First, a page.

By the lunch break, Pant has attacked ten balls and defended 27. He has been in control of nine of the attacking responses, scoring 51 runs off those ten balls. He is not in control of three of the 27 defensive responses, two of them being edges dropped by Tim Paine. Not all pitches will allow this kind of cricket to come off, but in knowing which ones will, will be the key to the longevity of Pant's career.
Pat Cummins, Josh Hazlewood, Nathan Lyon and Mitchell Starc are the best attack in the world. They are strong, fit, skilful, accurate and experienced. They possibly lack a Neil Wagner-like enforcer on dying pitches, but Australian pitches don't usually die down in the way this one has. The four keep pounding down this pitch tirelessly they best know how to.
The fast bowlers try shifting their line of attack. Over the wicket, around the wicket, straight at the wicket to outside off, short balls and reverse swing, but the pitch is just too slow to draw any response that can beat good batsmen intent on defence. Or someone as good at attack as Pant.
Lyon keeps creating chances, changing his line of attack if not the pace or trajectory as much as someone like Ashwin does. He gets Ajinkya Rahane early and also draws two edges from Pant, but is hit out of the attack by a left-hand batsman on a fifth-day pitch. Between them, by lunch on final day, Australia's bowlers have drawn 73 false responses but have taken just three wickets for it. In this series, bowlers have been getting a wicket for every nine false shots.
On the final day, usually the onus is on the spinner. If they don't deliver a win, they are not allowed to forget that day. Lyon knows it. India's spinner knows it. They don't ask Ashwin what happened at Wanderers in 2013-14. He just has to live with it for the rest of his life.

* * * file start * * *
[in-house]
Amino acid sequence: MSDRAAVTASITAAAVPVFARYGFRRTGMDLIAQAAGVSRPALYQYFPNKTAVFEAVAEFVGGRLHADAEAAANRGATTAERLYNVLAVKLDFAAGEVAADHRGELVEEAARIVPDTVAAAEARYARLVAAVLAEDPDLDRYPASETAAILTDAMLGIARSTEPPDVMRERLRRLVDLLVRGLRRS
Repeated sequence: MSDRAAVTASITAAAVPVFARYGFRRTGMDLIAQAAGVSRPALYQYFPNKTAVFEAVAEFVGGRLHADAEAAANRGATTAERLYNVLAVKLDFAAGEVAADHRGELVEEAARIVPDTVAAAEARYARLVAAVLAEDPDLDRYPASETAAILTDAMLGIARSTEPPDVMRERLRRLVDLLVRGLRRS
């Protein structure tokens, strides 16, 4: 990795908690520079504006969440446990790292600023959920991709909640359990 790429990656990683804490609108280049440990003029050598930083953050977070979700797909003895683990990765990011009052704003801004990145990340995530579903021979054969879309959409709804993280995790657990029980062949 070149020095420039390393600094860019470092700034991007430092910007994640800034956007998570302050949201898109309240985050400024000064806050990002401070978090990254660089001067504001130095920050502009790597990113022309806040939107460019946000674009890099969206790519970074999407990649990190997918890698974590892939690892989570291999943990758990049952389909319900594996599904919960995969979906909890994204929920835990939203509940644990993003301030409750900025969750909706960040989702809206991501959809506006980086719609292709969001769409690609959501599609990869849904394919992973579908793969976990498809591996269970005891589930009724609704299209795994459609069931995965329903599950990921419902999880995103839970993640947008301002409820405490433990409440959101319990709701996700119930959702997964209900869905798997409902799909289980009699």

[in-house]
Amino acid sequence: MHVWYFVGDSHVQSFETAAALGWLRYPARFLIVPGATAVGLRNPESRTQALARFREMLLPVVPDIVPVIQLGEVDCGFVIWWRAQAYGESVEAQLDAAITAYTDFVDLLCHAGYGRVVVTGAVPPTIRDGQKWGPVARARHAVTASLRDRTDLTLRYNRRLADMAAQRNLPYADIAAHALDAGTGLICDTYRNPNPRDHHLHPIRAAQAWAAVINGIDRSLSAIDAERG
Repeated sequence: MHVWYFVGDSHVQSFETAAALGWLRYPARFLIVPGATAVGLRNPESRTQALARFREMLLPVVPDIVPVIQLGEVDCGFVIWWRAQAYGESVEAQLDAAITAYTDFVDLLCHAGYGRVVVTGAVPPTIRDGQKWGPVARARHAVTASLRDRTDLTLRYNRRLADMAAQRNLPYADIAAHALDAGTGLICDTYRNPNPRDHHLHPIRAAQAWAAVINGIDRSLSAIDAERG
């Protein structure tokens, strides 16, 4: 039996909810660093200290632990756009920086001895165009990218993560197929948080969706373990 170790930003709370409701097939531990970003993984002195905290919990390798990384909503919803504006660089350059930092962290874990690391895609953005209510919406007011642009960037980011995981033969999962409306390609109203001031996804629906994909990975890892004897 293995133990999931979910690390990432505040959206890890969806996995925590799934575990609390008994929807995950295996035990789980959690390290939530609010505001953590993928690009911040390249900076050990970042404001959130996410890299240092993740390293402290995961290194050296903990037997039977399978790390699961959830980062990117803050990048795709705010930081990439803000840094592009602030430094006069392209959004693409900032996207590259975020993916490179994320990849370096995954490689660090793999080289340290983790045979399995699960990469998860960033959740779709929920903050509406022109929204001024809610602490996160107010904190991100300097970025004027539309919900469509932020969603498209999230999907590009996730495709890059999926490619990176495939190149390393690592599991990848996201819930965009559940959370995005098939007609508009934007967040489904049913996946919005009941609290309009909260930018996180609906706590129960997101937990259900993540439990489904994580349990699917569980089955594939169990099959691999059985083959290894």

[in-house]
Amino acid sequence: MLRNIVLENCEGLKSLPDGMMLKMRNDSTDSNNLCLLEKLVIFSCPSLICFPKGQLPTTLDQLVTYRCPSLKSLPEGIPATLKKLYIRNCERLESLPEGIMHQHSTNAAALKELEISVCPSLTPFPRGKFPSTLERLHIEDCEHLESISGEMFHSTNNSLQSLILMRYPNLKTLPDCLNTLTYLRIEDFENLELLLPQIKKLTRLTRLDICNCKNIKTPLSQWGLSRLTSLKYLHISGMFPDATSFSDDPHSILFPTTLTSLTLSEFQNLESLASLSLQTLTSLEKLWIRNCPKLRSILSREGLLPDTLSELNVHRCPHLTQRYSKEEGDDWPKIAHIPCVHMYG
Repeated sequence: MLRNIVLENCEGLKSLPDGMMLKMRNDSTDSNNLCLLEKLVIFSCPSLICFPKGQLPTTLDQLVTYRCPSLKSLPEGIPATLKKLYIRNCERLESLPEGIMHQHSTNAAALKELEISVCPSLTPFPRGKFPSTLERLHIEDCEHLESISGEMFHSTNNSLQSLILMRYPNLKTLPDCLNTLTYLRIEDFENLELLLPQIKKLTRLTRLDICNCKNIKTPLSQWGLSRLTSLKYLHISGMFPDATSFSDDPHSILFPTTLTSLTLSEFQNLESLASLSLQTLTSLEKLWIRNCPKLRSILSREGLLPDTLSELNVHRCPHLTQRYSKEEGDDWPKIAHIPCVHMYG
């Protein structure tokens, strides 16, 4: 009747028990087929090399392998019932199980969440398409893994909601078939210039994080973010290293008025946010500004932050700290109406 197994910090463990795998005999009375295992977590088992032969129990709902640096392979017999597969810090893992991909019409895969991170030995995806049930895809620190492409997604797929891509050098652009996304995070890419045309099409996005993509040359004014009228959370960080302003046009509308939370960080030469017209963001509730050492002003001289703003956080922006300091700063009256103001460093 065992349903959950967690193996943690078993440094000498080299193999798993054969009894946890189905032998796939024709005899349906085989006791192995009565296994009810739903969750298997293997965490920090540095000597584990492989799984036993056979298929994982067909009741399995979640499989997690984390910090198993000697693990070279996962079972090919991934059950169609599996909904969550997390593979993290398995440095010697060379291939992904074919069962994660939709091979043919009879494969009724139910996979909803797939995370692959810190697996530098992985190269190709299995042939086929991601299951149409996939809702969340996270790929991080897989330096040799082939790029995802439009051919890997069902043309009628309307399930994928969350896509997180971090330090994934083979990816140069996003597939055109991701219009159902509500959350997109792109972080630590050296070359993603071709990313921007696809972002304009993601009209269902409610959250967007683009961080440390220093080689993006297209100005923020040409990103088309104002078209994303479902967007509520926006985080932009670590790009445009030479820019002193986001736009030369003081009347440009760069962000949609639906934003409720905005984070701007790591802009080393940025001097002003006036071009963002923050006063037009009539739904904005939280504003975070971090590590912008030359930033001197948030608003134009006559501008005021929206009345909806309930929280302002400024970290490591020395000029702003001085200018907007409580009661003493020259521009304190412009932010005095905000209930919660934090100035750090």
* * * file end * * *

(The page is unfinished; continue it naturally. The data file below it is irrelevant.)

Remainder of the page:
Here, though, Ashwin is not sitting down. He watches the whole Pant-Pujara stand while standing up in the viewing balcony of the SCG pavilion. This is no superstition. Ashwin has tweaked his back. His wife, Prithi, says he couldn't bend to tie his laces in the morning. His batting has anyway taken a hit in recent years. Once a potential allrounder, the last time Ashwin faced 50 balls in a Test innings was in Adelaide on the last trip in 2018-19. The last time he scored 50 runs was in 2017.
You have heard of VVS Laxman batting with a listing back in Kolkata in 2000-01. Of Mohinder Amarnath coming out in a blood-stained shirt, able to see his blood on the pitch, and then carry on batting against fearsome fast bowling. Of Shivlal Yadav batting with a broken toe. Of Anil Kumble bowling with a broken jaw. Now imagine acts of such bravery put together in the same Test. That is SCG.
No amount of courage, though, can trump conditions and luck. They were no less brave in Adelaide when they were bowled out for 36. The pitch was quick, the edges were carrying and they lost the whole side in 32 false responses. Here, as Ashwin watches on, false responses are either not going to hand, or when they go, they are dropped. By the time Pant finally holes out trying to maximise the old ball, India have lost just four wickets in 79 false responses. Put together, 36 all out and this 250 for 4 has featured 14 dismissals in 111 false responses, which is the going rate in the series.
This is day five. Two of the best sides in Test cricket are at each other. One of them is fighting a freakish run of injuries, cabin fever off the field and a great attack on it. The great attack is up against a dying pitch and wretched luck.